PHILIPSBURG–Member of Parliament Tamara Leonard (United Democrats) is demanding urgent answers from Justice Minister Cornelius de Weever about the dire state of the Pointe Blanche prison, in particular the health and safety issues at the detention facilities.
Leonard stated in her letter to De Weever, “It is beyond a crying shame and an embarrassment to the country of St. Maarten to learn about the deplorable and unhygienic situations at the Pointe Blanche House of Detention.
“When I think of what is happening at the prison, I can’t help but ask: Have you ever thought of how a chained dog becomes vicious?
“It is no wonder that the government and, by extension, the Parliament of this young country is constantly bombarded by claims of not taking proper care of their people.”
The situation at the prison has come into more focus since the ravages of Hurricane Irma more than 18 months ago, she said.
She said she is aware that De Weever is not the only minister to hold the justice post since 10/10/10. The ball is in his court now and it is he who must attend to the shortcomings, she said.
“I am also aware that government’s hands are bound by the Committee for Financial Supervision CFT when it comes to spending. We must find a way to fix this promise and I do hope the justice minister has a solution.”
There are more than 70 inmates in the prison who are living in less than humane condition and who are afforded less than one hour of sunlight daily, Leonard pointed out in her letter to De Weever.
“A human being is locked up in their cell for 23 hours a day. That’s six days and 17 hours a week in a cell. That’s 29 days out of 30 days in a cell.”
Conditions at the prison are beyond Draconian, said Leonard. “Inmates left to watching walls and the ceiling for 23 hours a day with nothing to do leads to aggression. There are no washing machines or dryers. One must find a way to wash in the cell. Make a makeshift clothesline out of your own clothes to dry them. This operation has to be done in an already crowded cell.
“They have to dwell in fungus-infested bathrooms and mould-crusted walls. The incarcerated are not animals and we, as decent people, should not stand by and let this situation continue.
“My very first question to you, as Minister of Justice, is: Are you truly a decent human being or does the dire situation at Pointe Blanche fail to affect you in any way?”
The prison can be labelled a firetrap with report of insufficient firefighting equipment and not enough staff to react timely in the case of an emergency, she said.
“I would hate to think there is no emergency protocol in place. That brings me to my next question: What are the security protocols? And, should there be, for instance, a fire, how much can be done to contain it before emergency services arrive and lives are lost?”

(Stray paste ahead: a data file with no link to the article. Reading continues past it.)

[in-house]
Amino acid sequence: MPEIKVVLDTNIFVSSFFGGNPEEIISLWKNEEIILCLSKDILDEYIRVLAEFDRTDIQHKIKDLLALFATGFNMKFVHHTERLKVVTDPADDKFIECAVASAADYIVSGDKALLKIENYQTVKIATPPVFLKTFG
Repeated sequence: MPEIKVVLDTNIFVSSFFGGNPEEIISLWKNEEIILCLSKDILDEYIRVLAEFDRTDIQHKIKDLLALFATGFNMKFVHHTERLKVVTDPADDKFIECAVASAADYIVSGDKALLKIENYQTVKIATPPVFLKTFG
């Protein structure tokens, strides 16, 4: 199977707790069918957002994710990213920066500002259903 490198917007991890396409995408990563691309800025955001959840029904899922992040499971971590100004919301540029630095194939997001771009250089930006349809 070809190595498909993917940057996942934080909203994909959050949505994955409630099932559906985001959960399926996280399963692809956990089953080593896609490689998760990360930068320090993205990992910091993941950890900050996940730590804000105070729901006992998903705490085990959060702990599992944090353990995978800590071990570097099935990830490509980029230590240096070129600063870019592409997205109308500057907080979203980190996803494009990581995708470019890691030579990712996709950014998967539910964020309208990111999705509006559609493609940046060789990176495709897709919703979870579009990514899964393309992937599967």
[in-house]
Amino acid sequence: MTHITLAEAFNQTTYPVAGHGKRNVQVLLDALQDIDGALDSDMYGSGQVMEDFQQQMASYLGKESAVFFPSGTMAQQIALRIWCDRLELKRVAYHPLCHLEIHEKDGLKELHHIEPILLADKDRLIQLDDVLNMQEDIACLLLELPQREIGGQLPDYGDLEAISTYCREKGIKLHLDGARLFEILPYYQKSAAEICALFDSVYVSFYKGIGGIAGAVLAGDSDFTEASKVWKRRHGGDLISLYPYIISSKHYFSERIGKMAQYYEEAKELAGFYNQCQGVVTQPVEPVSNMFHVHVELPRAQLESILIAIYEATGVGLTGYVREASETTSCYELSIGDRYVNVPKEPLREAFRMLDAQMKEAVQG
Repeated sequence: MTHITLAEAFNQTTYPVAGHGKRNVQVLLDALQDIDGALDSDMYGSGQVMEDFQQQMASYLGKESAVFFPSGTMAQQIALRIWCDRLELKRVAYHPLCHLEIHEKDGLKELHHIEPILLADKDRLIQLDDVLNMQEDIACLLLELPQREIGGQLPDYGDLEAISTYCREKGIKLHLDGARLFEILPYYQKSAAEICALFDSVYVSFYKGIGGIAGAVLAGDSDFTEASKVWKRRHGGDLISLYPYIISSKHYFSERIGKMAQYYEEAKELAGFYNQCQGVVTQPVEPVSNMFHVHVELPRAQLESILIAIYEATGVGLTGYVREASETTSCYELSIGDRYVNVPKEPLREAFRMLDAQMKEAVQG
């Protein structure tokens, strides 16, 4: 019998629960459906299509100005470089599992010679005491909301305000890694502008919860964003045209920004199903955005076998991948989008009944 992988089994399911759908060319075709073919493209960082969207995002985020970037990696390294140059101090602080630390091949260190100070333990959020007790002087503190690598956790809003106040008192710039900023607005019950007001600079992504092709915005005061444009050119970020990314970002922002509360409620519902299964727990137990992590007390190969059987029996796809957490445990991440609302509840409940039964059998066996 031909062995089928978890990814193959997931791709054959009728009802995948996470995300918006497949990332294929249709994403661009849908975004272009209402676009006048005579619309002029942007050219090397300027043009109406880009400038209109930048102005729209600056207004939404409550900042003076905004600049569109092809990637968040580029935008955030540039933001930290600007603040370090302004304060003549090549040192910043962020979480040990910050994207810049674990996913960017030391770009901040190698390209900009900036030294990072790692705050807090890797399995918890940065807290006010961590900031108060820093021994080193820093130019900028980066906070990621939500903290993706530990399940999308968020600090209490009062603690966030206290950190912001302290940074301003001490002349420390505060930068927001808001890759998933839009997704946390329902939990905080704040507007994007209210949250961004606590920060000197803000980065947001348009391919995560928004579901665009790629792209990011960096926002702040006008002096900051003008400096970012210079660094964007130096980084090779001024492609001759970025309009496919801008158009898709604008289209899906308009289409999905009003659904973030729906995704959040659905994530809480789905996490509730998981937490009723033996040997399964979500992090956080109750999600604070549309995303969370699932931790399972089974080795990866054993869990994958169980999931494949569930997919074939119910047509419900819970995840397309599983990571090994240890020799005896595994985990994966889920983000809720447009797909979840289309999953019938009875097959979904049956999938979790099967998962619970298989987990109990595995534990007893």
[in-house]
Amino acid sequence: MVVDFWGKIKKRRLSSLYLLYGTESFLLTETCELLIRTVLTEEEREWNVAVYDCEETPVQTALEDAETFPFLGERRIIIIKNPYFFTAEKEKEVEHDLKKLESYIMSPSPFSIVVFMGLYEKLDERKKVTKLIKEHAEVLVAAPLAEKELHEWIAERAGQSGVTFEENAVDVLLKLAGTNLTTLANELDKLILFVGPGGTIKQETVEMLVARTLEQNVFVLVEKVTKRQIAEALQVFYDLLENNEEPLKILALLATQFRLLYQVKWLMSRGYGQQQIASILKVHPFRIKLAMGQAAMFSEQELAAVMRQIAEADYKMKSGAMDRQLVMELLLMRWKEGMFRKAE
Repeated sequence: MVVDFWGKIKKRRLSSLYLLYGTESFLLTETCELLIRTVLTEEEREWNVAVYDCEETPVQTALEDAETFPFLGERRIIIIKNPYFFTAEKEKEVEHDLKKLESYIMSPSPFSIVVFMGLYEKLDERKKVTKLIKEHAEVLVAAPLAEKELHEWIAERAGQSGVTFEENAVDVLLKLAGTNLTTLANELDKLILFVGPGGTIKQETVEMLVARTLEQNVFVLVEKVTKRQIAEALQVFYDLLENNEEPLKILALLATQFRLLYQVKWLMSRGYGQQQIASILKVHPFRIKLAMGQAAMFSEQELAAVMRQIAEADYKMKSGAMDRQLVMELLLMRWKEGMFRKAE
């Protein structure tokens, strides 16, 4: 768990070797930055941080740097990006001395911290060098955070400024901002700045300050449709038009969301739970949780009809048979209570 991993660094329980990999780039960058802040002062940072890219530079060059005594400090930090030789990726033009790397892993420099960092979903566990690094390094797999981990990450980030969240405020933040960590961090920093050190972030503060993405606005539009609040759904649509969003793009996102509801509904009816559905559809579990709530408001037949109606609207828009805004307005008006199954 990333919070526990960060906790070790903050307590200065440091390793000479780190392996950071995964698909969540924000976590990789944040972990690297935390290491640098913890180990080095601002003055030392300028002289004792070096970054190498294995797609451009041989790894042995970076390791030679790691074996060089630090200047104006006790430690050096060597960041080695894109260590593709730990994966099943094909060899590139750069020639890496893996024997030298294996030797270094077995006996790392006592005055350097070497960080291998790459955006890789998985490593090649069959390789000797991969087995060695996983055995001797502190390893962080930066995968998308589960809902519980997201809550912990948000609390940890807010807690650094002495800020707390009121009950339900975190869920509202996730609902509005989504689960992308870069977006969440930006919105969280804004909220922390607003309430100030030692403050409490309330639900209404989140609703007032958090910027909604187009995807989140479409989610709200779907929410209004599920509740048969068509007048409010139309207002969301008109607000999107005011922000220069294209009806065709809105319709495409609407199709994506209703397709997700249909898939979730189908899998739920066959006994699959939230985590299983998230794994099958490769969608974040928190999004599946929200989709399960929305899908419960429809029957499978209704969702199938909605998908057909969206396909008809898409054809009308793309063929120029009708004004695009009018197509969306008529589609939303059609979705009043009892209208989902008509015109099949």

Leonard said her enquiry to the minister “can be labelled morbid.” However, “the fact is the situation is dire at the prison – inside and out. It is beyond time for the end of patchwork and wastage of money to the proper reconstruction of the prison. What exactly is your plan and why is it talking so long?”
Water shortages are a norm at the prison. Leonard questioned what has been done, if anything, to remedy this deficiency.
She also wants to hear from the minister the present prison policies, when these developed, when they were last updated, how do these policies compare to the Netherlands and world standards, the age of the Pointe Blanche facility and whether it is still suitable for housing human beings?
Leonard further questioned when was the last time the Ministry of Public Housing, Spatial Planning, Environment and Infrastructure VROMI did a building inspection of the Pointe Blanche facilities? If it has not, why not? If it did, what were its findings? And, if the electrical cabling and panelling are up to date.
She is concerned about the last time the Health Department and Fire Department inspected the Pointe Blanche facility and if they have not, why not, and if they did, what were their findings? Whether there is enough firefighting equipment in the Pointe Blanche facility is also of interest to her.
She also raised questions about whether programmes are in place to rehabilitate and teach inmates a new way of living when released and if they are in any way equipped to get a job on re-entering society.
“Are there any incentives for businesses to hire or give ex-inmates a new opportunity in life?” Leonard asked, adding a further query on whether an ex-inmate would even be able to open a bank account after release.
Leonard ended her letter to De Weever by saying, “I require prompt and precise answers as soon as possible, meaning within a week or less. This matter is too serious for any pussyfooting or dodging of the issues at play.”